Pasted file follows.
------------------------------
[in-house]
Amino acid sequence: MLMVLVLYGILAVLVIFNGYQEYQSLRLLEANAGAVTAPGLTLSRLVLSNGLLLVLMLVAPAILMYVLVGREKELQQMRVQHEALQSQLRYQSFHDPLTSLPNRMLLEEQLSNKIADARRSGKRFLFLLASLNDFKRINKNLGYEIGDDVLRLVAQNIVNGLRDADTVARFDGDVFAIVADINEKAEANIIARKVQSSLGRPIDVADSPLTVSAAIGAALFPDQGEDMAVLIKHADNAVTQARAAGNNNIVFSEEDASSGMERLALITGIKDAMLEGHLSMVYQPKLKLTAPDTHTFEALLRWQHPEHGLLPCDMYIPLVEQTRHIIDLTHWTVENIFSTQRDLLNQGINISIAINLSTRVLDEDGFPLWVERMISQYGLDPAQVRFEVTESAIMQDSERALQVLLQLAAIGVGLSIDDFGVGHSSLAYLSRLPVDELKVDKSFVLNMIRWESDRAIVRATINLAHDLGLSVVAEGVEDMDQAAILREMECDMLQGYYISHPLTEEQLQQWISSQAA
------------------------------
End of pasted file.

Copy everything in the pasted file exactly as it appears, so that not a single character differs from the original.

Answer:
[in-house]
Amino acid sequence: MLMVLVLYGILAVLVIFNGYQEYQSLRLLEANAGAVTAPGLTLSRLVLSNGLLLVLMLVAPAILMYVLVGREKELQQMRVQHEALQSQLRYQSFHDPLTSLPNRMLLEEQLSNKIADARRSGKRFLFLLASLNDFKRINKNLGYEIGDDVLRLVAQNIVNGLRDADTVARFDGDVFAIVADINEKAEANIIARKVQSSLGRPIDVADSPLTVSAAIGAALFPDQGEDMAVLIKHADNAVTQARAAGNNNIVFSEEDASSGMERLALITGIKDAMLEGHLSMVYQPKLKLTAPDTHTFEALLRWQHPEHGLLPCDMYIPLVEQTRHIIDLTHWTVENIFSTQRDLLNQGINISIAINLSTRVLDEDGFPLWVERMISQYGLDPAQVRFEVTESAIMQDSERALQVLLQLAAIGVGLSIDDFGVGHSSLAYLSRLPVDELKVDKSFVLNMIRWESDRAIVRATINLAHDLGLSVVAEGVEDMDQAAILREMECDMLQGYYISHPLTEEQLQQWISSQAA